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Old 05-19-2016, 01:24 PM   #26
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Is 30 amp really needed

Save the ancient Armstrong A/C that came with my trailer, I "reengineered" everything. Every system, every wire, even my axle placement.

Respectfully, whether any of what I wrote above matters or not is moot, because separate from any opinion, even your air conditioner (if you have one), runs on a 20 amp breaker.

The question was whether a 30 amp circuit is NEEDED to run his AC, the answer is obviously no.

(FWIW, Wally himself was not an engineer)

FWIW X2, I take no personal offense whatsoever when I debate, I endeavor to debate the issue, not the person. No heartburn on my behalf)


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Old 05-19-2016, 01:51 PM   #27
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The panel inside my 20' has a 30 amp main breaker feeding 4x 20 amp breakers. One of those is for the air conditioner, another for the converter, and the other two for the electrical outlets.

If the air conditioner tries to draw more than 20 amps, wouldn't it throw its breaker at the panel?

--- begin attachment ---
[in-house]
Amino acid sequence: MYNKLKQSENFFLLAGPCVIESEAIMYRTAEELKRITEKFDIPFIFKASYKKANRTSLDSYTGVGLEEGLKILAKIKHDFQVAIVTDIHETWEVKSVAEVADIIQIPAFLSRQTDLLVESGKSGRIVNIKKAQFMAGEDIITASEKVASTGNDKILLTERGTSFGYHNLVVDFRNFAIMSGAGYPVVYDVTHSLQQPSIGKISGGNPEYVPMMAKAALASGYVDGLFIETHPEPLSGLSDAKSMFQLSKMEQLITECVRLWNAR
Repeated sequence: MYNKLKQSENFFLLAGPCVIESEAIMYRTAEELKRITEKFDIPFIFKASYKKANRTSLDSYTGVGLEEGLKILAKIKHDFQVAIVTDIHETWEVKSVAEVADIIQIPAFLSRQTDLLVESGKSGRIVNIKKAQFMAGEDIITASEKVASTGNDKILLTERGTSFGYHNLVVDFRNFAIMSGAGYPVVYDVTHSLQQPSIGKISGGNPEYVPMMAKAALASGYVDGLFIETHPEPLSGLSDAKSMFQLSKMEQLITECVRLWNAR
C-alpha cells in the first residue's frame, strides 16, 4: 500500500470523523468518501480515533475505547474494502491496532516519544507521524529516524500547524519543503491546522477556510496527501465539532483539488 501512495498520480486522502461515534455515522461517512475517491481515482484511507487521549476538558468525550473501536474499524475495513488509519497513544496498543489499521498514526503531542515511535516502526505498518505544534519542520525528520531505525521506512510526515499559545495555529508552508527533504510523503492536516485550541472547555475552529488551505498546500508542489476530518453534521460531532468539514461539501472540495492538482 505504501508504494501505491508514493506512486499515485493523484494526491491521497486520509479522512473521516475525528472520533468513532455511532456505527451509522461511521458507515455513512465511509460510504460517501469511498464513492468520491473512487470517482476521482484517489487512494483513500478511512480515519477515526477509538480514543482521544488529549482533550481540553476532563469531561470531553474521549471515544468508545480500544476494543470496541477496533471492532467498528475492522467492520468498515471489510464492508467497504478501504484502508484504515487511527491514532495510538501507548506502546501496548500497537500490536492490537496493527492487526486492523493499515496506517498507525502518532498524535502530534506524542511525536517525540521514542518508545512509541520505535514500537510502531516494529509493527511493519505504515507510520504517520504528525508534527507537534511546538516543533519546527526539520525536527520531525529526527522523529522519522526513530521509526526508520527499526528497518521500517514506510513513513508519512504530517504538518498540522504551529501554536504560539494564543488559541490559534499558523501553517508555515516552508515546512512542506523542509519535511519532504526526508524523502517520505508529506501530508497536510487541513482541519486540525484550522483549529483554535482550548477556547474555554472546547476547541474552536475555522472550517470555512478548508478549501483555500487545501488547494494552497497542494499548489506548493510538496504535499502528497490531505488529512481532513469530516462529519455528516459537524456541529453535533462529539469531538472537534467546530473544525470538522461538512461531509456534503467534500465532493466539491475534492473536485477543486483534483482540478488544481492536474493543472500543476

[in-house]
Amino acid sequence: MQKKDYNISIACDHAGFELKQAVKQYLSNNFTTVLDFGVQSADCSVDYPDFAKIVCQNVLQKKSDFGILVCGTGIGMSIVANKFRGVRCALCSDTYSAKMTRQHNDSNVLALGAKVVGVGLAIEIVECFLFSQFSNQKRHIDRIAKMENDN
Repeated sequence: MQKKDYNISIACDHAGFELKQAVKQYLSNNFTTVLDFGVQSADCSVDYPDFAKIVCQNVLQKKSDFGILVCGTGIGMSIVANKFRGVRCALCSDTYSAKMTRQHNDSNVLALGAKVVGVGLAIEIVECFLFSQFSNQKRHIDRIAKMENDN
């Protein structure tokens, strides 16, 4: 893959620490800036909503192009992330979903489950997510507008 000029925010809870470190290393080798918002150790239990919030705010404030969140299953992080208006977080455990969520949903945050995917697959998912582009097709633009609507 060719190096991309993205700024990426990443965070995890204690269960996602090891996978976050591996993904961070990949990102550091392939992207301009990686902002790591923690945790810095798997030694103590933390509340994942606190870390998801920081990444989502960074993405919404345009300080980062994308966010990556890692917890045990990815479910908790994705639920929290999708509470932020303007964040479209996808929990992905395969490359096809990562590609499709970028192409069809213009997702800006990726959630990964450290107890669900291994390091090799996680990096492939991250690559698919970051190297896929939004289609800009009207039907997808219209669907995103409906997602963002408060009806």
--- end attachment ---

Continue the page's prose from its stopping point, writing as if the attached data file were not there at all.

I know, I know, voltage drop, other draws, etc. But if I can supply 20 amps 120V to the trailer (properly rated cord and adapter, good city electric service) and control the other electrical draws (turn off the converter and use the house batteries for DC, remember no to dry my hair, microwave popcorn, or make toast), is there some other problem I am overlooking?
Yes, size of wire and distance from main source, will you be the only one in control of the switches
New connections will not have as much loss as old corroded fittings, so AS CTA by going one step up from minimum need. In mine they put 30 amps and two A/C's but to protect the system only one could be used at a time by throwing a switch in the system. I moved up to 50 amps 220 volts but still only try to use less than 30 on each circuit with an eye on installed meter. One other thing you can do is take the temperature of the wire and connections when in use, just before they smoke they will show a higher temp. than ambient air.
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Old 05-19-2016, 02:18 PM   #28
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Yes, size of wire and distance from main source, will you be the only one in control of the switches
No, but the few times when we've needed to do this, everyone has understood the situation (i.e it's HOT and we NEED air conditioning) and knew not to plug in anything more heavy than a cell phone charger. Lights are another matter -- run off of house batteries, and LED in any case.

Honestly, I'm far less concerned about running the AC with reliable 20 amp service than I am about just being plugged into some of the 30 amp pedestals I have seen. Long overdue thanks to whomever invented the polarity tester and the kill-a-watt.